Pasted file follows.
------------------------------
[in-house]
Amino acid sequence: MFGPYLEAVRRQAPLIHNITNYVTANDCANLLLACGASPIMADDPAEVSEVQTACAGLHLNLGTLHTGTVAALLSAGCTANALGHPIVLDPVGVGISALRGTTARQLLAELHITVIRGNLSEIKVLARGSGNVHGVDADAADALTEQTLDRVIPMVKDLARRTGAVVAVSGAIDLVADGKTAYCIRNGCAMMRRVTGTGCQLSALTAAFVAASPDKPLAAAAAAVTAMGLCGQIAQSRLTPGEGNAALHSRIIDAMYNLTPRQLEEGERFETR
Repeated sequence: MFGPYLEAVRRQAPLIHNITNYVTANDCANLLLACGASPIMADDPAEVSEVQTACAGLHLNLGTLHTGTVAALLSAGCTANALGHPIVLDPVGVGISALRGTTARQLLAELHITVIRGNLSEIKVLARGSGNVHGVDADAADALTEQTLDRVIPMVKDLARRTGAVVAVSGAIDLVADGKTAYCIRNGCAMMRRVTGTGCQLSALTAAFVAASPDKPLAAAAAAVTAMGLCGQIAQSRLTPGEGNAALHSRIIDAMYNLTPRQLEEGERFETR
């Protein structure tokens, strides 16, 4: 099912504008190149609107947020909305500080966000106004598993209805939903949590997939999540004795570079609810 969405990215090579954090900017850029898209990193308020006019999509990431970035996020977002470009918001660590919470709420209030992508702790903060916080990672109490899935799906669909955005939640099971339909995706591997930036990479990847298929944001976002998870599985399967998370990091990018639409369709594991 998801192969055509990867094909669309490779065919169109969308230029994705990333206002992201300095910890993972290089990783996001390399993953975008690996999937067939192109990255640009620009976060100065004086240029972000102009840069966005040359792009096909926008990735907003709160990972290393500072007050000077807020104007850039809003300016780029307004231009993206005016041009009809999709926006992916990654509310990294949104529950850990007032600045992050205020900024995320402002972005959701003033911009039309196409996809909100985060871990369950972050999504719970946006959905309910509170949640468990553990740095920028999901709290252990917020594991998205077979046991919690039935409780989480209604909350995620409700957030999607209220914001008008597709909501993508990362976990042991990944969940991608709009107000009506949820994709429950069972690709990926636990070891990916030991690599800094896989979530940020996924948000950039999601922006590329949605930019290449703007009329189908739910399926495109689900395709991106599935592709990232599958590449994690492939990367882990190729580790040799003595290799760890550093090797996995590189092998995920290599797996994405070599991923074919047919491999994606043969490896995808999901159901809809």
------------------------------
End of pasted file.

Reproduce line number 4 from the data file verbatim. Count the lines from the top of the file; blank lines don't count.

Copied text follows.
């Protein structure tokens, strides 16, 4: 099912504008190149609107947020909305500080966000106004598993209805939903949590997939999540004795570079609810 969405990215090579954090900017850029898209990193308020006019999509990431970035996020977002470009918001660590919470709420209030992508702790903060916080990672109490899935799906669909955005939640099971339909995706591997930036990479990847298929944001976002998870599985399967998370990091990018639409369709594991 998801192969055509990867094909669309490779065919169109969308230029994705990333206002992201300095910890993972290089990783996001390399993953975008690996999937067939192109990255640009620009976060100065004086240029972000102009840069966005040359792009096909926008990735907003709160990972290393500072007050000077807020104007850039809003300016780029307004231009993206005016041009009809999709926006992916990654509310990294949104529950850990007032600045992050205020900024995320402002972005959701003033911009039309196409996809909100985060871990369950972050999504719970946006959905309910509170949640468990553990740095920028999901709290252990917020594991998205077979046991919690039935409780989480209604909350995620409700957030999607209220914001008008597709909501993508990362976990042991990944969940991608709009107000009506949820994709429950069972690709990926636990070891990916030991690599800094896989979530940020996924948000950039999601922006590329949605930019290449703007009329189908739910399926495109689900395709991106599935592709990232599958590449994690492939990367882990190729580790040799003595290799760890550093090797996995590189092998995920290599797996994405070599991923074919047919491999994606043969490896995808999901159901809809």